They will want to see that there is a system in place to ensure all visitors are asked for proof that they have been DBS checked. Did you ask your inspector for the relevant documentation, for instance? If a student has broken their leg, what is your procedure for evacuating them if a fire breaks out during a lesson?
Think about introducing a safeguarding training session at the start of the new academic year so staff are reminded of the importance of the little things.
It is also vital that you keep an eye on the ParentView website. If a parent or number of parents have raised concerns about bullying, for example, your inspector will want to know why the issue arose and how the matter was resolved.
Clear breaches of a school’s behaviour policy
As soon as an inspector arrives, they will immediately begin gathering information about your behaviour policy. They will be looking to see how students arrive at school, their behaviour in the corridors, and any choice language used.
Not only will they observe behaviour in lessons, but they will tour all areas of the site, visit the canteen at lunchtime and talk to students. An inspector will want to see how good behaviour is being supported and bad behaviour challenged.
There must be consistency in promoting high expectations, with a high ratio of praise in both oral and written feedback to students. Evidence for this needs to be captured and analysed.
To provide an overview of current behaviour across the school, you may want to consider publishing weekly reports from your management information system so that you can see the number and types of behaviour that are being logged. This will allow you to monitor any changes over time and where these take place.
Think about introducing a meet and greet policy, whereby teachers accompany students out of the classroom and greet their next class as they arrive for the lesson.
During lunchtime, ensure staff are engaging with students. Perhaps hold CPD sessions so that everyone understands your expectations of them during breaks and lunch. This will help ensure that student behaviour is not an area that lets you down in an inspection.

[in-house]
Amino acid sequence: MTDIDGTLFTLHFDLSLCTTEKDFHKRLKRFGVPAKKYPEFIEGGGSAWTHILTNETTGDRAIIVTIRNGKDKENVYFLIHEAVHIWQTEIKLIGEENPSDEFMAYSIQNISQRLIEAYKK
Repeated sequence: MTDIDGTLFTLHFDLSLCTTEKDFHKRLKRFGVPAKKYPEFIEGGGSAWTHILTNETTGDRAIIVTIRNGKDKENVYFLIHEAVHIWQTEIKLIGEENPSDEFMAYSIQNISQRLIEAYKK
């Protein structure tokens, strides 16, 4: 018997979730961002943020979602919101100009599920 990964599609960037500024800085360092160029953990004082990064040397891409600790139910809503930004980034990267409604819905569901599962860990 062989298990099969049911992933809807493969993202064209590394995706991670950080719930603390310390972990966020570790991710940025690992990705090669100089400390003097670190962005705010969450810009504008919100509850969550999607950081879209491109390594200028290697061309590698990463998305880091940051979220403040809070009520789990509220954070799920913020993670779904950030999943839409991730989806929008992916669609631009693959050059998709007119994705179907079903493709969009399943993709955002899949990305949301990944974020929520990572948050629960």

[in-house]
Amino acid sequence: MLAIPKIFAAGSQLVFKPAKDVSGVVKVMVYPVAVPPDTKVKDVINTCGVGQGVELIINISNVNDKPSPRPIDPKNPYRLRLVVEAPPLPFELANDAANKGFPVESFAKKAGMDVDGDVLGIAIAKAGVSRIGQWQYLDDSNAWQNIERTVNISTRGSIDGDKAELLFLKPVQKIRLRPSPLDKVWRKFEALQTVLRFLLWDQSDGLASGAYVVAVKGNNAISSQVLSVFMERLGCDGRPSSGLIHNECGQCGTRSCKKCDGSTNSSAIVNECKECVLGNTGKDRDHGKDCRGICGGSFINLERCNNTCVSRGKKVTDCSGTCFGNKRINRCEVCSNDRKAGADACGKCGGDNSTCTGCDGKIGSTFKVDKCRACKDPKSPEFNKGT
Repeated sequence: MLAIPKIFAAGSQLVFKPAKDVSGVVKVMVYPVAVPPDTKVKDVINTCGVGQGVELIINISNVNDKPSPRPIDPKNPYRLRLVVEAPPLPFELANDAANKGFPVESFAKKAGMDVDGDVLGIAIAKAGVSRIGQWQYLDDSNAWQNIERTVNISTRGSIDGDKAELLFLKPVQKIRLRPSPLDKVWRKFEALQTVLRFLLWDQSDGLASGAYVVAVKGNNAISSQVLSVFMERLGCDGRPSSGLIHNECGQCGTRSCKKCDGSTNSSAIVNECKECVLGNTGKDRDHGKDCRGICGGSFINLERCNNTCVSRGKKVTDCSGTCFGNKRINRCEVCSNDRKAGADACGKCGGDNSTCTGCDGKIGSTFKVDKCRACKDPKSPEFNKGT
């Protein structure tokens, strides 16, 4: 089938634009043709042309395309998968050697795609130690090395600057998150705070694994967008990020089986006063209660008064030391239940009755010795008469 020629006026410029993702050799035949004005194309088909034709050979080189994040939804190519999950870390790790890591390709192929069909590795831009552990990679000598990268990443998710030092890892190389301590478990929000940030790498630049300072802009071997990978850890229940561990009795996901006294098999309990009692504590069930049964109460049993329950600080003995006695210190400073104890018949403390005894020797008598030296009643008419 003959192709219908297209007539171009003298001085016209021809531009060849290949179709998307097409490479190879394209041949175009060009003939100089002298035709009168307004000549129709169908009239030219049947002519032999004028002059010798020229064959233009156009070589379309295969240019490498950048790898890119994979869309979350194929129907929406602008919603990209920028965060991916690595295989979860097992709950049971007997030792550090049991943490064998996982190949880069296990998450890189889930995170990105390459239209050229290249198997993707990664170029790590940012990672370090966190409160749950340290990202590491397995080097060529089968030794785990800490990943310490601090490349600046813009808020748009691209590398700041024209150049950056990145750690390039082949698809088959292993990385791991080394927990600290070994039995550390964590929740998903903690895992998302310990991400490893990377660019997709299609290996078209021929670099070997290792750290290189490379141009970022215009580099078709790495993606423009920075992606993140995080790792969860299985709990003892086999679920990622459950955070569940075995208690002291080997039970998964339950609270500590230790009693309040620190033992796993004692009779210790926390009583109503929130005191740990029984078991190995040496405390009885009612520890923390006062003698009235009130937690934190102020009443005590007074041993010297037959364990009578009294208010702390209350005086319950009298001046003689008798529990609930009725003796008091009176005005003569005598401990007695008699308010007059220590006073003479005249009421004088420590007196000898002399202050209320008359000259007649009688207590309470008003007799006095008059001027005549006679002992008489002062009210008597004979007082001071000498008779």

Staff not singing from the same hymn sheet
An inspector will be looking for any inconsistencies across the school. If at the start of an inspection you talk enthusiastically about policies and strategies in place, your inspector will be expecting to see this in practice during every lesson that they observe.
If they ask a teacher about how you are raising the achievement of students with English as an additional language, they will want to see an answer similar to the head’s. They will instantly pick up on any significant gaps between teachers and across departments.
Your inspector will also want to see that everyone is united in their understanding of the school’s improvement strategy. To help with this, you might consider changing your daily staff briefings so that they focus on specific areas where improvement is required.
Introduce training sessions for middle leaders so that they are able to confidently undertake regular detailed analysis of their departments, and spot any potential areas of weakness. You could also ensure that even junior staff are responsible for specific key improvement goals so they are actively involved in driving the school forward.
The result of implementing these changes will mean that everyone in the school feels more confident at the prospect of an inspection and that the outcome is much more likely to be the one you were hoping for.
Philippa Wilding is head of the SIMS School Improvement Programme at Capita SIMS and Stephen Long works with her team.